Andres Serrano


In 2005, the New York Times magazine asked Andres Serrano to produce images dealing with torture for the cover and lead article "What We Don't Talk About When We Talk About Torture" by Joseph Lelyveld. For ten years Andres Serrano returned to the subject regularly, until a recent collaboration with the organization a/political (which works to support and promote artists working in the socio-political field) for one of his most ambitious projects to date.

For a year, Andres Serrano was granted access to singular and restricted sites (in Berlin, Dachau, Buchenwald, in Kent, England, in Sudan...). The series of photographs produced can thus be understood as a cabinet of curiosities that follows the evolution of punitive and coercive techniques through time and place.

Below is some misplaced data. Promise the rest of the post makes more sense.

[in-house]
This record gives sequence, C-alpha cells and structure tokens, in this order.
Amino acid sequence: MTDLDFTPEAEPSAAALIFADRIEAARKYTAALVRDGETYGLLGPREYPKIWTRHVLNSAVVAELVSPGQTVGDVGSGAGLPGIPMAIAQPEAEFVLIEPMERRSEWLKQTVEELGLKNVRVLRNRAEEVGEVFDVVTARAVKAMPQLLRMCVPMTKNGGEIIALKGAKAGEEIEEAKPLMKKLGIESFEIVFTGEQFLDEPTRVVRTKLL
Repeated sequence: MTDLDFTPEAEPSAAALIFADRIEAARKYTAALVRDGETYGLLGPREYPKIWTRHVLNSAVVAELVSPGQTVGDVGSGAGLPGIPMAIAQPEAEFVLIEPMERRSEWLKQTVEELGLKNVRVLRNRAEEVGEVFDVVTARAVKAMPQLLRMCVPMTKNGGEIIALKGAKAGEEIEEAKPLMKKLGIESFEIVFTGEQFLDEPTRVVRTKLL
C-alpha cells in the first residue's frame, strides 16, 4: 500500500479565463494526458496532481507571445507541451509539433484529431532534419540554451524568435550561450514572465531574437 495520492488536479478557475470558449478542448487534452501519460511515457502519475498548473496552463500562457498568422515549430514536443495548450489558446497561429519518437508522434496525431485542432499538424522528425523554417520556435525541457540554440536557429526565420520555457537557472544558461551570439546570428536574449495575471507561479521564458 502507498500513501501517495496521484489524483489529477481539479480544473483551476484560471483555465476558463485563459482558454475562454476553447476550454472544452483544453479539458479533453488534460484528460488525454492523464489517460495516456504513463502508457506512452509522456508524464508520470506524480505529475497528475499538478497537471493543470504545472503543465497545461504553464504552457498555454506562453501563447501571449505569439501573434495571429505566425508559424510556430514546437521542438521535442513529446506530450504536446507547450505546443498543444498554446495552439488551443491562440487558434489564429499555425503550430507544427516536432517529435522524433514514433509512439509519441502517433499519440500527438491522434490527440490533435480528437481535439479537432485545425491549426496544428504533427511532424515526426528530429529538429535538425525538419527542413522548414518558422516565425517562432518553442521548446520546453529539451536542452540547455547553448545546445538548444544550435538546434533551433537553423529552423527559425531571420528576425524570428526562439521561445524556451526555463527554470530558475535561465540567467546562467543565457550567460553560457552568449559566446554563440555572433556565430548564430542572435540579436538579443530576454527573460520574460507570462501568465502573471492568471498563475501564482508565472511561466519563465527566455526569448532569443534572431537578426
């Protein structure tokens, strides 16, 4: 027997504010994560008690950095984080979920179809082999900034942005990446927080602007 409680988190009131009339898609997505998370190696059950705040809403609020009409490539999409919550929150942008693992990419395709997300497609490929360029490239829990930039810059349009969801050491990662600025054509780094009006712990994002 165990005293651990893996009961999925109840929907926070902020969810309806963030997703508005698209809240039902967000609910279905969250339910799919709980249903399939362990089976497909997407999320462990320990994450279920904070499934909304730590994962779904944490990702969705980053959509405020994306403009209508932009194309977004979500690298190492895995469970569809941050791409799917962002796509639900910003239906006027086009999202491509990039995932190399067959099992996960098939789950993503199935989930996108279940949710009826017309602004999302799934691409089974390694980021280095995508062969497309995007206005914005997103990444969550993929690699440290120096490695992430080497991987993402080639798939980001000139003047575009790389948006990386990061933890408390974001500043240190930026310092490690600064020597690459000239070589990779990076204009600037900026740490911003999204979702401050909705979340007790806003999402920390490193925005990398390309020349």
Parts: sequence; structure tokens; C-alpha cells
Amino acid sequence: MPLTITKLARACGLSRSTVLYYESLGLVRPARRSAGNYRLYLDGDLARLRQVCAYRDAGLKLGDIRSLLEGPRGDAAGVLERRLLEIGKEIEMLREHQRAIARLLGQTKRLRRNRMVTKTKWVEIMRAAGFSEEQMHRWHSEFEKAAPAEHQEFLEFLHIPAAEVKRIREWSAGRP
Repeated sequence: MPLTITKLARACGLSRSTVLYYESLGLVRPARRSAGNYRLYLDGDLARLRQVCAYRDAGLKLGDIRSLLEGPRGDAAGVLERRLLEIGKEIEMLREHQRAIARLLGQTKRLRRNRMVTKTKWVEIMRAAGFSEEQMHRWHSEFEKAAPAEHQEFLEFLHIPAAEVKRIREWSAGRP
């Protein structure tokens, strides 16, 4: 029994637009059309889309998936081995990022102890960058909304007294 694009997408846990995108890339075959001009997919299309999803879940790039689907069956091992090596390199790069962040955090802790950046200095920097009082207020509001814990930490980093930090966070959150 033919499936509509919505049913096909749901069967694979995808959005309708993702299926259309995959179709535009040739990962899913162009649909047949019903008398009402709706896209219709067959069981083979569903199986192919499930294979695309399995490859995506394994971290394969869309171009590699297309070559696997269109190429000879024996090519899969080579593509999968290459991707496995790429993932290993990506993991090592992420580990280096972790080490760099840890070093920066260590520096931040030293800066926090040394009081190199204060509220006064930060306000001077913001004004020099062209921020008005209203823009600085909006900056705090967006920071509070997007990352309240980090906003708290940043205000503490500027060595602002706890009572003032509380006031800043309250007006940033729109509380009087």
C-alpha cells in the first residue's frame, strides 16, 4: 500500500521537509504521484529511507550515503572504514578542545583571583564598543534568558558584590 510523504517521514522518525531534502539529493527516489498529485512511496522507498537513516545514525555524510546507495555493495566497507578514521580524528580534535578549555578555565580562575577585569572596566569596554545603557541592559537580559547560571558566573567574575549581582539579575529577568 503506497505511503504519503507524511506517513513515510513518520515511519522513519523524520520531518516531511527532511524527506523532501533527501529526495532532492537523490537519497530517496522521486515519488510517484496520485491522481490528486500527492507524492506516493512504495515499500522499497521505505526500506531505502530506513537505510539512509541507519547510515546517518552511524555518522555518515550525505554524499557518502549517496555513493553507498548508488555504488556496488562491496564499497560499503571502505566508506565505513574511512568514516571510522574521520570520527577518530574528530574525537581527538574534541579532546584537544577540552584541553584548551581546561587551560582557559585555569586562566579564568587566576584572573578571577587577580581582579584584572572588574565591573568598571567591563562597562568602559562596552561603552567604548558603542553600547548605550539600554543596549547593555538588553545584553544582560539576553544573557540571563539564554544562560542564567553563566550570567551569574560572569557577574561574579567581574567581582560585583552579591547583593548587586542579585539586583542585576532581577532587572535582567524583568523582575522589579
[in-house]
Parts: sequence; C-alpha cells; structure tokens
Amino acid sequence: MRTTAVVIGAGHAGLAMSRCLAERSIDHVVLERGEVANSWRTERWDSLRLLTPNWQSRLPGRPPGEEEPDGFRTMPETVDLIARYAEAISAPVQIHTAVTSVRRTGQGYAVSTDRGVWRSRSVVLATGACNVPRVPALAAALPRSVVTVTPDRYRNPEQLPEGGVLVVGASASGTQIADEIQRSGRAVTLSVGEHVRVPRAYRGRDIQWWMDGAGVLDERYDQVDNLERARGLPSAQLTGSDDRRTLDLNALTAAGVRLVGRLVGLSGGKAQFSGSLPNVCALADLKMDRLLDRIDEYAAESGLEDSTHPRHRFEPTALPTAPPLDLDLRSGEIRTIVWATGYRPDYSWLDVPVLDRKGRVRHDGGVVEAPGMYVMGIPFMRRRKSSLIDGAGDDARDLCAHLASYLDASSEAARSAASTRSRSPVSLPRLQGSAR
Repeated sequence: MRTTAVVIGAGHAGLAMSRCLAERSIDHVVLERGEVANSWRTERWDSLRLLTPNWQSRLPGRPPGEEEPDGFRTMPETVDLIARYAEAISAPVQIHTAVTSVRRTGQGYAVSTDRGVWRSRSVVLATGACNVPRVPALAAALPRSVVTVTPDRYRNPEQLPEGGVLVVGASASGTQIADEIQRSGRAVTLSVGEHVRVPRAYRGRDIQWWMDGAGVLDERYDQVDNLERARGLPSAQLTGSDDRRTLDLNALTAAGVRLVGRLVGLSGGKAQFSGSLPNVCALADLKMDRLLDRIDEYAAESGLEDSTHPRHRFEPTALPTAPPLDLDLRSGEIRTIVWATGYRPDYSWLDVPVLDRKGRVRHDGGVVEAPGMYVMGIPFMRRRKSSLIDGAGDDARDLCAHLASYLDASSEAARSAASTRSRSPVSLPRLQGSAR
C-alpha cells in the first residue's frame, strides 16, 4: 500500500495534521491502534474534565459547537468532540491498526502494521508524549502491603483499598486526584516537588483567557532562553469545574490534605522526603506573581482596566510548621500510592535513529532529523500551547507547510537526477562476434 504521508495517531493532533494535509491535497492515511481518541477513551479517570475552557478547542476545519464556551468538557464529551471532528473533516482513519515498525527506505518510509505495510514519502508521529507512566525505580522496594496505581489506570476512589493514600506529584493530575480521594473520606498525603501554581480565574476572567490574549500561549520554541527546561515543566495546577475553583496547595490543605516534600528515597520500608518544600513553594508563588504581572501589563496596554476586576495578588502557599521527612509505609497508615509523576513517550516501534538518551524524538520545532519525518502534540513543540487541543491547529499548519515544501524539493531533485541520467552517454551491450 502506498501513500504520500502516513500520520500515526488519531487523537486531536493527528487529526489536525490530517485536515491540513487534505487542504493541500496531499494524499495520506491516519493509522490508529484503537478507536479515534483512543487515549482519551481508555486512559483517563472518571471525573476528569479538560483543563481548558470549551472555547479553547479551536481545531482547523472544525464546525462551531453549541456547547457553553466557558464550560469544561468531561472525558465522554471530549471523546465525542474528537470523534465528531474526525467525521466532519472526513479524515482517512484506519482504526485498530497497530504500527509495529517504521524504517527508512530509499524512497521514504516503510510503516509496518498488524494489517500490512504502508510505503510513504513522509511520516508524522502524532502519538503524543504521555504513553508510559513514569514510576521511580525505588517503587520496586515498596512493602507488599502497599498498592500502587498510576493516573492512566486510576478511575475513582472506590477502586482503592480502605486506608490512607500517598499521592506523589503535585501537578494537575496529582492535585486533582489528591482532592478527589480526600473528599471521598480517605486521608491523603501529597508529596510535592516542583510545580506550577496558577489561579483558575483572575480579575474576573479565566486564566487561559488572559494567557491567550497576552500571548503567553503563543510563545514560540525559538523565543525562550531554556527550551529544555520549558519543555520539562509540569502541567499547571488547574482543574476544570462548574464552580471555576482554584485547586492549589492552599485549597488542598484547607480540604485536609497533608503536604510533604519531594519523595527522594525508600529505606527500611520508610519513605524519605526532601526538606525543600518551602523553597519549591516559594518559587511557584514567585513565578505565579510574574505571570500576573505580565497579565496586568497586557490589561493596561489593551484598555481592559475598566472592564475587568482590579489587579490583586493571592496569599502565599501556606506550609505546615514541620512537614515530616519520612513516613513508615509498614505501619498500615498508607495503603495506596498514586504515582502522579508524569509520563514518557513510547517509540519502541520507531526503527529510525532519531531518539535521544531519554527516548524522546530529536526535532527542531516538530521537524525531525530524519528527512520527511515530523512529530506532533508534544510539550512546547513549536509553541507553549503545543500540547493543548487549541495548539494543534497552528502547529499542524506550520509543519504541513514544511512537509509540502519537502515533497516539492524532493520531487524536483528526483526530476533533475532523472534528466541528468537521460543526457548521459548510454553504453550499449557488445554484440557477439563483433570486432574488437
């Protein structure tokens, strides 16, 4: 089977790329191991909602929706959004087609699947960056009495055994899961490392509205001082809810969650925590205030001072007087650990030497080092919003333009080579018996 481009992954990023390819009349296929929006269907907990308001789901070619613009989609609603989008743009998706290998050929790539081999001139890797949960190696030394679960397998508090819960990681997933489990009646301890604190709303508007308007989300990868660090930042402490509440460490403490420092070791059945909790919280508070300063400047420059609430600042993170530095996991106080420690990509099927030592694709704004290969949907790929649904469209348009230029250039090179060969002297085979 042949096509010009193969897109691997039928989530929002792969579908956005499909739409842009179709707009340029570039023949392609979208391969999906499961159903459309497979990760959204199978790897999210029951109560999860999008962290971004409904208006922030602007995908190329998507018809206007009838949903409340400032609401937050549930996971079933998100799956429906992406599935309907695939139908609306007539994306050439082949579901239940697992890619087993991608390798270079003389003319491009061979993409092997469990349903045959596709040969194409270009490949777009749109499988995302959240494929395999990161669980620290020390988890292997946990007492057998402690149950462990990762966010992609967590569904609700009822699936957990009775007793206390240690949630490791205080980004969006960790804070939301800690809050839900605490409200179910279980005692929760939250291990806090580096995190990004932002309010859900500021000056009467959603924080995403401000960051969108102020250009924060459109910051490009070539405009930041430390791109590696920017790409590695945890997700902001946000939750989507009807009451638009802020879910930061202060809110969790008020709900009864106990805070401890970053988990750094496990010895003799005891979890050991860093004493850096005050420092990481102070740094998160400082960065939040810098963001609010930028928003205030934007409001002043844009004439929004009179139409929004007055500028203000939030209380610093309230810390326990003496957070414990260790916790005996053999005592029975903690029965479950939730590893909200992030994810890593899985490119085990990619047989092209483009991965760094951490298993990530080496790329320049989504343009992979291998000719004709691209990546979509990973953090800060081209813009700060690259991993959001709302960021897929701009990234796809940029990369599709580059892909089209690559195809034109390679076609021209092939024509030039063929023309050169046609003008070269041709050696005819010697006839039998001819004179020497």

The term Torture, defined by the Oxford dictionary as "the use of extreme pain, as punishment or as a means of persuasion", has endured for centuries. While the result remains the same, the technique and means have evolved. Torture, once physical, now extends to mental torture, sanctioned as psychological violence legitimized under the aegis of terror.

In this new series, Andres Serrano assumes the role of the artist in search of new sensitive forms of representation, but also the symbolic role of the executioner, as if to get closer to the unspeakable.
If he begins with a methodical study of the instruments and machines dedicated to torture since the Middle Ages, where each terrible find is seen as a disturbing still life, he then focuses on symbolic places of torture, from prisons to the interrogation offices of the Stasi through the death camps, to finally try to represent the torture practiced from the beginning to today.

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